He was a pioneer and became a collector of people, a missionary and a legend. Berlin’s restaurant history is unimaginable without Massimo Mannozzi. And now, after 49 years in business, the Cavaliere plans to close Bacco, his restaurant on Marburger Strasse in the Charlottenburg district of western Berlin.
The heavy chestnut wood tables, the Tuscan ceiling woven by basket makers, the wrought iron grates, which were brought to Berlin from Italy in two freight cars when the restaurant opened in 1968, and the worn red carpet – he will leave all of this behind. But he does intend to take the 19 guest books bound in worn leather, the pictures from the walls, the notebook containing 30,000 photos of famous people, and the name “Bacco” home to his eponymous hotel in Tuscany.
He isn’t severing all ties, though. He will keep his apartment so that he can return to visit his legacy here. His son Alessandro runs another restaurant, Bocca di Bacco, in the trendy Mitte district, and has turned it into the go-to eatery for Hollywood celebrities visiting Berlin.
During a quiet lunch hour, the charming 75-year-old Padrone is sitting in his regular seat at the window. A letter written in red ink on thin airmail paper is on the table in front of him. His niece recently found it in his deceased brother’s personal effects. Mr. Mannozzi wrote the letter to his brother shortly after opening the restaurant. It contained a list of items that were unknown in Berlin at the time: a bottle of Aperol, a bottle of grappa, dried porcini mushrooms, sage and rosemary. It was 1968, and the city was past due for a culinary awakening. There were certainly a few pizzerias in the city, but he was not aware of any establishments that served real, high-quality Italian cuisine.
The son of a potter from Viareggio, Mr. Mannozzi discovered his vocation as a chef more or less by accident. At 16, he signed up as a ship’s boy on a freighter and was sent to work in the galley peeling potatoes. As crowded as the galley was, it was his world, and he was ambitious. Afterwards, his parents enrolled him in a hotel management school in Venice, and from there he went to work as an intern in a Swiss hotel.
At the hotel, he met a German girl from Berlin, Monika, who worked at the front desk and was also in training. She was 17 and he was 18, and they went out together in the evening. Now they have been married for 51 years.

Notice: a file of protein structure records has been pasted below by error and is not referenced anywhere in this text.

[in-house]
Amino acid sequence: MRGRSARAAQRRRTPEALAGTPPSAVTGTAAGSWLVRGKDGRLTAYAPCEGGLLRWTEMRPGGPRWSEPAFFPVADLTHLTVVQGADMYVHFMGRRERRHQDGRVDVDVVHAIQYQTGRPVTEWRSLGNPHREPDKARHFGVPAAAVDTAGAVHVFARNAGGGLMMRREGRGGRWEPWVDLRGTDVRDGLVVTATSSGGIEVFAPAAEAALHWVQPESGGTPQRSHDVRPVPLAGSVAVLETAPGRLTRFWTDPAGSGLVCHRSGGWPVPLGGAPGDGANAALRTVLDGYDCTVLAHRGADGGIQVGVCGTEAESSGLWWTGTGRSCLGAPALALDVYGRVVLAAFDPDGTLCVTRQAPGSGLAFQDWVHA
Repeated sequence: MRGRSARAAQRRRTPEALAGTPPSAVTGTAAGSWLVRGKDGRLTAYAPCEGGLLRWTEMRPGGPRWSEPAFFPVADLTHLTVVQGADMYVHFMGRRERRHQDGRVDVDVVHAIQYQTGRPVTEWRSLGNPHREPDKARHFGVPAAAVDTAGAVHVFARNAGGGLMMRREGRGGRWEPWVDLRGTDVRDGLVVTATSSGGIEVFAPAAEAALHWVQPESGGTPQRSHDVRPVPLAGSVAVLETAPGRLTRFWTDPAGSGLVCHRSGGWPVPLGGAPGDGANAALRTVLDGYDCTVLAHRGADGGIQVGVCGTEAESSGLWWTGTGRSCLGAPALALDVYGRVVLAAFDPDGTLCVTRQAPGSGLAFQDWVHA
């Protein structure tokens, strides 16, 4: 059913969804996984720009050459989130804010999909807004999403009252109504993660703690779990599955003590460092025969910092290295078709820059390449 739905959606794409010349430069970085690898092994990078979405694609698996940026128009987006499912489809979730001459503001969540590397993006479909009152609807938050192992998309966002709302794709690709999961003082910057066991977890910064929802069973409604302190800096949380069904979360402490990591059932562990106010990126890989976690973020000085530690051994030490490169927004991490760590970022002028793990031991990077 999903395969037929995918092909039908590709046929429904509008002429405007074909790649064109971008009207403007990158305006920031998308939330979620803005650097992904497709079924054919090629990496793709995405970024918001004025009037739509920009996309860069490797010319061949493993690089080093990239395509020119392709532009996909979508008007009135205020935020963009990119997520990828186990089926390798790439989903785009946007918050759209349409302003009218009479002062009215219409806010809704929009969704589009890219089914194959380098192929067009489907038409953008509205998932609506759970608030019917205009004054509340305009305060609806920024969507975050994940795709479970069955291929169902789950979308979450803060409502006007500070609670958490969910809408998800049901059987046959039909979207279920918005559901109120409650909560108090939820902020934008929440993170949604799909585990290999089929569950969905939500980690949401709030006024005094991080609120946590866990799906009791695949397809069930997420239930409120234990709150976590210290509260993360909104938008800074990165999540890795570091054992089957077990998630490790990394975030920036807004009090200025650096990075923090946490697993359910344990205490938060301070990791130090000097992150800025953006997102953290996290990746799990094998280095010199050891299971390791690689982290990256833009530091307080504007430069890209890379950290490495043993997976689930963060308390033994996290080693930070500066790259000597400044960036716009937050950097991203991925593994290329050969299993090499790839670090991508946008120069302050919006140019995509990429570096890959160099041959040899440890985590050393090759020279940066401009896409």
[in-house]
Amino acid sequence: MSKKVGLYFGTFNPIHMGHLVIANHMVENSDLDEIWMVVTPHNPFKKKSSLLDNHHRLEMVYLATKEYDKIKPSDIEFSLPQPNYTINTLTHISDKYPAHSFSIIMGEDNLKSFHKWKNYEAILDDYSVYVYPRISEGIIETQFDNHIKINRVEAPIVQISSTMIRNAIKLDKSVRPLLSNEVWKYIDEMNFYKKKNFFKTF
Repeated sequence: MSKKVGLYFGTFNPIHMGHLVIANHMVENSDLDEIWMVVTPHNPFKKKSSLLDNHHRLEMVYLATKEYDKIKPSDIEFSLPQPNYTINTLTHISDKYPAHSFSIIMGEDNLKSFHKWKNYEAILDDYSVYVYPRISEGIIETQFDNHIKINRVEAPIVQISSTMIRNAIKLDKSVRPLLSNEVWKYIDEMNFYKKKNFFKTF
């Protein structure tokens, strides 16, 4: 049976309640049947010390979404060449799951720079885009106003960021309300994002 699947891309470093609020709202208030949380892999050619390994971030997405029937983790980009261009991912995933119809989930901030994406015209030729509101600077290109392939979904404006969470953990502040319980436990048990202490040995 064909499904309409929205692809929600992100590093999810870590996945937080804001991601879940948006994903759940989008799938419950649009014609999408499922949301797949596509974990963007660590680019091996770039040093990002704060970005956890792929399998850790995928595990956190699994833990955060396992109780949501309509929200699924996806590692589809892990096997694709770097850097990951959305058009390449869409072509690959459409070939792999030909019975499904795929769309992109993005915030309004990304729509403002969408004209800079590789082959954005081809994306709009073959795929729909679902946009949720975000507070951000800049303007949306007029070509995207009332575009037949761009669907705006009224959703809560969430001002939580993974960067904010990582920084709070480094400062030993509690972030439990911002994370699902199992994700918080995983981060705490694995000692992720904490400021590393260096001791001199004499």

After stints in various cities, including Düsseldorf and Kassel, Mr. Mannozzi followed his wife to Berlin. One evening, Mr. Mannozzi, his wife, his brother and his brother’s wife went out to a bar called Chez Nous on Marburger Straße. A former electrical appliance store across the street was for rent. Mr. Mannozzi decided to rent the space for 1,000 deutschmarks a month, a lot of money at the time. But his new restaurant brought in 360 deutschmarks in sales on the first evening.
Shortly after the grand opening, German actress Romy Schneider discovered the restaurant, named after Bacco, the god of wine, where the food was so different from anything else available in Berlin. She became a regular, and other celebrities followed. Their names are listed in the guest books, which Mr. Mannozzi pulls from a bookcase, one at a time like precious treasures. Sophia Loren was a guest at his restaurant, and so were Claudia Cardinale and Gina Lollobrigida. Important film directors, who traveled a lot internationally and appreciated good food, were seduced by his cuisine. Other famous guests included conductors Herbert von Karajan, the young Simon Rattle and fellow Italian Riccardo Muti.
Prostitutes were a problem at first. But instead of brusquely showing them the door, he instructed his staff to “serve them coldly,” so as not to encourage them to come back. By contrast he did offer a warm welcome to then Italian President Francesco Cossiga and singers Rita Pavone and Adriano Celentano.
Freddy Mercury, the lead singer of the band Queen, felt so comfortable that he sat down at the pump organ, and in the end even the bodyguards were singing along.